• We use social media including Facebook, Twitter, Instagram, blogs and YouTube to communicate with prospective and current students.
  • Relevant information is also communicated to those taking part in our various Widening Participation programmes.


  • Applicants to the University receive an email acknowledging receipt of their application and providing links to our online fee information.
  • We communicate with all offer holders in the form of a newsletter which details scholarship and bursary provision.

Our formal offer letter details the tuition fees payable for the first year of the programme and outlines any potential increase in fees for subsequent years of study. We communicate fee charges throughout the duration of study.

2. Student Partnership

(Guidance paragraphs 103-106)

The Way Forward 2018-23 sets out our commitment to ‘ensuring an educationally outstanding and consistently high-quality student experience, driven by creativity and curiosity, with excellent teaching and services to enhance learning, and support student life. Via our refreshed Education and Students strategy we are making changes in six main areas:

  • Creating an inclusive learning community
  • Enhancing the learning environment
  • Planning for successful student futures
  • Valuing and promoting teaching excellence
  • Supporting student life and learning community
  • Valuing our students as partners.

Our approach to student engagement reflects the principles of Wise Wales.

Working with the Students’ Union

The Student Charter outlines what students can expect from the University and the Students' Union, and our students’ responsibilities in making the most of their university experience. It includes expectations of openness, honesty, equality, diversity  and celebration of Welsh language and culture. It is reviewed annually by the Students’ Union and University to ensure its continued relevance. The University supports the Students’ Union to achieve its goals, including: engaging all students, providing developmental/volunteering opportunities, creating sector-leading facilities and providing sporting activities, societies and independent advice services. Participation in recognised activities is included in the University’s enhanced transcripts for students.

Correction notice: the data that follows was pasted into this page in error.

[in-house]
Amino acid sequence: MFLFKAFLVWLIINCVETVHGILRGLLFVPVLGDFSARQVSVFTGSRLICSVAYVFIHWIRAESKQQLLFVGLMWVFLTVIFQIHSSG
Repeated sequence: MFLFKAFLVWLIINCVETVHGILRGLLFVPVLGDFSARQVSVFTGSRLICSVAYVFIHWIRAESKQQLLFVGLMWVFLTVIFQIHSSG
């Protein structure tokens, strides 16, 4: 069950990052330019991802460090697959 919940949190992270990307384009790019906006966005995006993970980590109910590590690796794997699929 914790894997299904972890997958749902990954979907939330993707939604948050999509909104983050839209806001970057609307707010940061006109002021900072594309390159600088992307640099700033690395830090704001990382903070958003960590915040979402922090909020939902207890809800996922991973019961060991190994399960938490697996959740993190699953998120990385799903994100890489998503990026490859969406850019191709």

Students’ Union elected officers participate as full members of major University committees and strategic groups including:

  • Senate – our chief academic authority, responsible for determining educational policy.
  • Council - the governing body of the University. It is responsible for the efficient management and conduct of the affairs of the University, including finances and estates.
  • Governance Committee –advises Council on the level of compliance by the University with the mandatory requirements of legislation and other regulations.
  • Policy and Resources Committee – responsible for scrutiny of capital funding for initiatives and evaluating impact.
  • Academic Standards and Quality Committee – responsible for oversight of student progression and attainment.
  • Welsh Medium Education Strategy Group – responsible for oversight of the University’s Welsh medium strategy and development of further Welsh medium provision.
  • Equality, Diversity and Inclusion Committee – shall be responsible for advising the Council through the Governance Committee on the development and implementation of strategies for ensuring legal compliance and best practice in all matters relating to equal opportunities and diversity.
  • Student Experience Strategy Group - responsible for oversight of the education and student strategy.

Student officers also serve on the steering boards for all our student-facing projects, including the Centre for Student Life. They have direct and regular access to senior decision-makers, including the Vice Chancellor and other members of the University Executive Board (UEB). As part of our quality assurance processes students are formal members of the standing panel that considers all significant programme changes and developments, our Annual Review and Enhancement Committees and all Periodic Review Panels. Students’ Union officers also serve on our Academic Appeals, Complaints, Disciplinary and Fitness to Practice appeal panels.